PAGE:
Unfortunately, SVB was not managed well enough to weather this kind of storm. It kept a portion of its deposits in cash and then used a lot of the rest to invest in government-guaranteed residential mortgages. When SVB bought bonds during their pandemic boom, interest rates were very low. Now, however, interest rates are very high because of the Fed’s action. Older bonds with low interest rates can only be sold at much lower prices than new bonds with high interest rates. And mortgages, like those that SVB invested in, are even more sensitive because when interest rates go up, people tend not to pay off their mortgages early (by refinancing).

What ended up happening was that SVB was forced to meet their clients’ increasingly hefty withdrawal requests by selling the low-interest bonds they bought at steeply discounted prices, which put them at a financial loss. Eventually, things got so bad that SVB couldn’t pay all of its depositors and was forced to shut its doors last Friday.

Unfortunately, regulators didn’t do anything to help the situation until it was too late. Back in 2018, Congress passed and former President Trump signed into law the Economic Growth, Regulatory Relief, and Consumer Protection Act. This bill rolled back key portions of the 2010 Dodd-Frank Act, the famous banking regulation bill that was passed in the aftermath of the 2008 financial crisis. Among other things, the 2018 bill changed which banks would be considered “systemically important” to federal regulators; only the largest banks with over $250 billion in assets would be subject to strict oversight and regulation, including requirements that banks keep a certain amount of cash on hand to protect against losses and submit to regular stress testing which help determine whether banks are strong enough to withstand losses. This exempted SVB, leaving it free from some of these critical regulations that might have prevented last week’s crisis.

Back in 2015, Greg Becker, the CEO of SVB, actually personally lobbied Congress to raise the threshold for “systemically important” banks so that small and mid-sized banks such as his would be exempt from federal regulations. He also spent $500,000 in lobbying efforts to pass the 2018 law, and even hired two former staffers of now House Speaker Kevin McCarthy to do his bidding. He got his wish, but his bank is now paying the ultimate price. We’ll never know what would have happened if the 2018 law had not been passed, but it’s undoubtable that stricter oversight could have mitigated the scale of disaster now unfolding at SVB’s doors.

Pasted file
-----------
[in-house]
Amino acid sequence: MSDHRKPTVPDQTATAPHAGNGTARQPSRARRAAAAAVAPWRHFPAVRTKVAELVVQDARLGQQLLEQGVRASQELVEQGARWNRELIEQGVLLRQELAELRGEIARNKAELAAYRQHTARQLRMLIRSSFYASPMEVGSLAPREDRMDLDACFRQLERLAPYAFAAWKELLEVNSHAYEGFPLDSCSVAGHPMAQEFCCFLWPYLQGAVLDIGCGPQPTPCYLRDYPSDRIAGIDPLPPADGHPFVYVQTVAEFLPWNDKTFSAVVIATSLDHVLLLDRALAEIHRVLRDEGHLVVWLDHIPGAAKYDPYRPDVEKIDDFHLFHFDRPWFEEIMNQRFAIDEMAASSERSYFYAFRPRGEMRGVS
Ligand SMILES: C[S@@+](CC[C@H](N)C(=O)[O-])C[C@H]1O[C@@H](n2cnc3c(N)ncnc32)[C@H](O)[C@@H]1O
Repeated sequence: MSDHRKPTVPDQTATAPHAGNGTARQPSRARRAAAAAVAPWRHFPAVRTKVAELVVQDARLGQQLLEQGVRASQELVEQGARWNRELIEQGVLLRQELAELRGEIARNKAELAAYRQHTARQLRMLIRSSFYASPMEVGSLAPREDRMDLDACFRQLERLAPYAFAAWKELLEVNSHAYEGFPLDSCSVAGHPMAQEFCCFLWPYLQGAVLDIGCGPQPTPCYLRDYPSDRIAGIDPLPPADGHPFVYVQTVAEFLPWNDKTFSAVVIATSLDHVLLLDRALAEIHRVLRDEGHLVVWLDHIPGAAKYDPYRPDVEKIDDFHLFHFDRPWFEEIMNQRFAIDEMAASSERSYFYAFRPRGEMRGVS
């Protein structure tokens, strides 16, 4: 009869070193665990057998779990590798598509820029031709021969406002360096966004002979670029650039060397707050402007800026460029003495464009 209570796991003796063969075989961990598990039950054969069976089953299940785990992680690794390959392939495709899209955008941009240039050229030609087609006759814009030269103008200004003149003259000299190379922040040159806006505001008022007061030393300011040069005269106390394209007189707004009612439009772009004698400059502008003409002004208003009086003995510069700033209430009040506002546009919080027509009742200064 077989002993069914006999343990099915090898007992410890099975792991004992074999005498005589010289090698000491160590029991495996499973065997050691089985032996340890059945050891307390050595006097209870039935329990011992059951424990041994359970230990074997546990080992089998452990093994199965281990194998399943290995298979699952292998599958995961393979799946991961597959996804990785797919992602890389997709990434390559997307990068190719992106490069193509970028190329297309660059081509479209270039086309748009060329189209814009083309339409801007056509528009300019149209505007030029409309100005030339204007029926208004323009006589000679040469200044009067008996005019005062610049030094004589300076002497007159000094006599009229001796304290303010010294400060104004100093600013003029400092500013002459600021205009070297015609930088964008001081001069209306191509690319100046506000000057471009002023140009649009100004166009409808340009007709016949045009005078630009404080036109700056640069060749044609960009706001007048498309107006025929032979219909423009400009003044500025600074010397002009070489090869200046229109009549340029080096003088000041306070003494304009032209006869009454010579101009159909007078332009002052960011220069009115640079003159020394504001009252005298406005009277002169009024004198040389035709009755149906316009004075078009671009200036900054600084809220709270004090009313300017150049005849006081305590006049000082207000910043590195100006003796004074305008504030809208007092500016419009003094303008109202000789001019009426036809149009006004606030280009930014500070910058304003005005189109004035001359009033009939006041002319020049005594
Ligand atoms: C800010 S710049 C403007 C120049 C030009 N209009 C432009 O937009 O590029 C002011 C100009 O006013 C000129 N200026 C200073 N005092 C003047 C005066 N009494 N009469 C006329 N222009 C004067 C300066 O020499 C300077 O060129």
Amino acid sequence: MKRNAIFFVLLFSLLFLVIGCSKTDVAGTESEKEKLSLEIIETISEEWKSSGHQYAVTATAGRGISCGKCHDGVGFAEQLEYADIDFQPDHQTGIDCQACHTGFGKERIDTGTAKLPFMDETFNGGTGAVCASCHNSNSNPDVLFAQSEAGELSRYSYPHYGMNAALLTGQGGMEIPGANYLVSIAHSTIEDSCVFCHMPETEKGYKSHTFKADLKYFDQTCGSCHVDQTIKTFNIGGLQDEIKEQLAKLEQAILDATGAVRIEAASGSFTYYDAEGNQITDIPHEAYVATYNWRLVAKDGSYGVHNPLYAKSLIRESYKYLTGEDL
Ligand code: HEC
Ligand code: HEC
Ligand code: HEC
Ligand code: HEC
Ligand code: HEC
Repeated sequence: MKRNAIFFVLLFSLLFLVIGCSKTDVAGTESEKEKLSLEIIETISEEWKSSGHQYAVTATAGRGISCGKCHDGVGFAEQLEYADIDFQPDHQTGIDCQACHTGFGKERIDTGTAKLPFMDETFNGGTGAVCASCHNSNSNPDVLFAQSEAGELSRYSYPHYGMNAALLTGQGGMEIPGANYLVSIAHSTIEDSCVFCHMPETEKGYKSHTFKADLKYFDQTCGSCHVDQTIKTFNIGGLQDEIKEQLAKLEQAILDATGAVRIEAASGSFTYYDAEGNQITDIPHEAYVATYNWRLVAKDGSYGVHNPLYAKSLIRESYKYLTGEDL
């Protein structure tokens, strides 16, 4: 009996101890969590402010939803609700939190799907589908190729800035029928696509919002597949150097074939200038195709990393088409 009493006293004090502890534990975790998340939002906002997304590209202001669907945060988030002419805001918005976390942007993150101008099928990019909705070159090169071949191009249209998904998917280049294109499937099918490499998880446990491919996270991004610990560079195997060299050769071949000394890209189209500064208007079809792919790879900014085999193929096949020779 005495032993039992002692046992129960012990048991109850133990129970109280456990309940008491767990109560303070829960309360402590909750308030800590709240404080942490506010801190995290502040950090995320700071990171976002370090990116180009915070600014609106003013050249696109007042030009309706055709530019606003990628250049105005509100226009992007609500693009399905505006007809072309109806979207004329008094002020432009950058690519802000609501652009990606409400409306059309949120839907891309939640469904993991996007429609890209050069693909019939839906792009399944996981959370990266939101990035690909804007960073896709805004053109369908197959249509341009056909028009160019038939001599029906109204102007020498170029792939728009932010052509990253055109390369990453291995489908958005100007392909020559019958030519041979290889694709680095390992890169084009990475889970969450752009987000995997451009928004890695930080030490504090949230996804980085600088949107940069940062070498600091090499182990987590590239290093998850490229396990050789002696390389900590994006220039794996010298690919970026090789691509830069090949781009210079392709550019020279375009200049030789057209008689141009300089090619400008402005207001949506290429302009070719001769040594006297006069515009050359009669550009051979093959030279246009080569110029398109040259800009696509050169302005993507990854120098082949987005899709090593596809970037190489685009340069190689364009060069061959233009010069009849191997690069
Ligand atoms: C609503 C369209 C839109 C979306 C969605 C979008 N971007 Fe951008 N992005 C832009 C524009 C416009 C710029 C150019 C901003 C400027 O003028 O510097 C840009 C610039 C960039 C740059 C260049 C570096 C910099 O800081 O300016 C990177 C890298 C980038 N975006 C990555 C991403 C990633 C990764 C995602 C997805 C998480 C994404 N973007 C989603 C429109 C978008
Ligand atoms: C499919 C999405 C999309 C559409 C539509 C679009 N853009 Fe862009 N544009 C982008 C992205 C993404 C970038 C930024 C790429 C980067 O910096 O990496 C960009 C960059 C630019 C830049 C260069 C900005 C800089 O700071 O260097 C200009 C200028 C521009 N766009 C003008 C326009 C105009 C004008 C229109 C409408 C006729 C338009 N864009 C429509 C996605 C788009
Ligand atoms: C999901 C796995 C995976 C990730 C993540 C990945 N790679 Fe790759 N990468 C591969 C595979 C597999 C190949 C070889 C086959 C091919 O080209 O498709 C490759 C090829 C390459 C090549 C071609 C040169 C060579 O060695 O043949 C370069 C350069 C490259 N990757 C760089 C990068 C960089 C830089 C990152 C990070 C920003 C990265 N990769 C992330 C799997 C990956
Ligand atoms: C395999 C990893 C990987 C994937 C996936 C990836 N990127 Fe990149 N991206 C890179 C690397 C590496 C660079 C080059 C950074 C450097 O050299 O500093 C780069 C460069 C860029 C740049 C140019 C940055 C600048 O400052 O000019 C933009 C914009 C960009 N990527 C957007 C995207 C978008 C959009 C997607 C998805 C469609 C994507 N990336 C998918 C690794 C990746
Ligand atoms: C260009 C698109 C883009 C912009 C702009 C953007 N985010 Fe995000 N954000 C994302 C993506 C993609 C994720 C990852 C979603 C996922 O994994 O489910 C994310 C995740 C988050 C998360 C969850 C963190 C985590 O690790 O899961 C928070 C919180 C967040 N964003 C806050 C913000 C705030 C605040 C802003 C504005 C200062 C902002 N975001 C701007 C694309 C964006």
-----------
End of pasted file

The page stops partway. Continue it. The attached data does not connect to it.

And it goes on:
What lawmakers should do

Disasters like the one unfolding at SVB can and should be prevented at all costs. Thankfully, stocks at regional banks around the country began to rebound this morning, but with the Fed continuing to increase rates, we might not be far away from another disaster.

I suggest several courses of action:

1. The Fed should stop raising interest rates. This is not the correct course for solving the type of inflation we’re currently facing, and it ends up hurting the poor and vulnerable. It also makes us susceptible to crises like this.

2. Regulators should have the authority, and the will, to actually regulate banks. Banks have this enormous special privilege, through the FDIC, that other businesses do not have — they can get money from their depositors and invest it to make money. The FDIC needs to make sure that banks manage their business with the priority of avoiding losses like this (not making profits for shareholders). Lawmakers need to say that these banks are “systemically important” and must be regulated accordingly. That involves repealing many of the changes from the 2018 law, and going even further.

Bankers always say that the best way to prevent banks from losing people’s money is to help them make huge profits by loosening regulations, but we’re seeing yet again where that leads us – to socialized losses and privatized profits. It seems that lawmakers and regulators forgot the lessons of 2008 after just a decade. Let’s hope that this reminder is all it takes to put in place appropriate legislation before we experience another, much more serious, crisis.

Working Americans are already burdened by enough financial woes. They should not be expected to worry about the reckless behavior of a few executives at their banks too.

Related Posts